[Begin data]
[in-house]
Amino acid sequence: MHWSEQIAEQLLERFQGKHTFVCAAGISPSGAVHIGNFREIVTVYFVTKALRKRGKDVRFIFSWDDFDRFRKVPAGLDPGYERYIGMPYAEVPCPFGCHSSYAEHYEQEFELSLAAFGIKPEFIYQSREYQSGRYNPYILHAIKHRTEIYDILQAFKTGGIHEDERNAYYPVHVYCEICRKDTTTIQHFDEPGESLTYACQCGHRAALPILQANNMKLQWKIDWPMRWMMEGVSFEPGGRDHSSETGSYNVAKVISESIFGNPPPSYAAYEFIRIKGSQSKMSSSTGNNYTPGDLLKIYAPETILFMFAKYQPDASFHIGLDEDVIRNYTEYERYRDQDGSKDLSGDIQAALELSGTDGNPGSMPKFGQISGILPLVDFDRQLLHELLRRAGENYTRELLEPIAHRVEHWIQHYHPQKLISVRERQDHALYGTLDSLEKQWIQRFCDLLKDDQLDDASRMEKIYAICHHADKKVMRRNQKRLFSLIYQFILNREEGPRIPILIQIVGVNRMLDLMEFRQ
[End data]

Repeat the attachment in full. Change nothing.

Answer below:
[in-house]
Amino acid sequence: MHWSEQIAEQLLERFQGKHTFVCAAGISPSGAVHIGNFREIVTVYFVTKALRKRGKDVRFIFSWDDFDRFRKVPAGLDPGYERYIGMPYAEVPCPFGCHSSYAEHYEQEFELSLAAFGIKPEFIYQSREYQSGRYNPYILHAIKHRTEIYDILQAFKTGGIHEDERNAYYPVHVYCEICRKDTTTIQHFDEPGESLTYACQCGHRAALPILQANNMKLQWKIDWPMRWMMEGVSFEPGGRDHSSETGSYNVAKVISESIFGNPPPSYAAYEFIRIKGSQSKMSSSTGNNYTPGDLLKIYAPETILFMFAKYQPDASFHIGLDEDVIRNYTEYERYRDQDGSKDLSGDIQAALELSGTDGNPGSMPKFGQISGILPLVDFDRQLLHELLRRAGENYTRELLEPIAHRVEHWIQHYHPQKLISVRERQDHALYGTLDSLEKQWIQRFCDLLKDDQLDDASRMEKIYAICHHADKKVMRRNQKRLFSLIYQFILNREEGPRIPILIQIVGVNRMLDLMEFRQ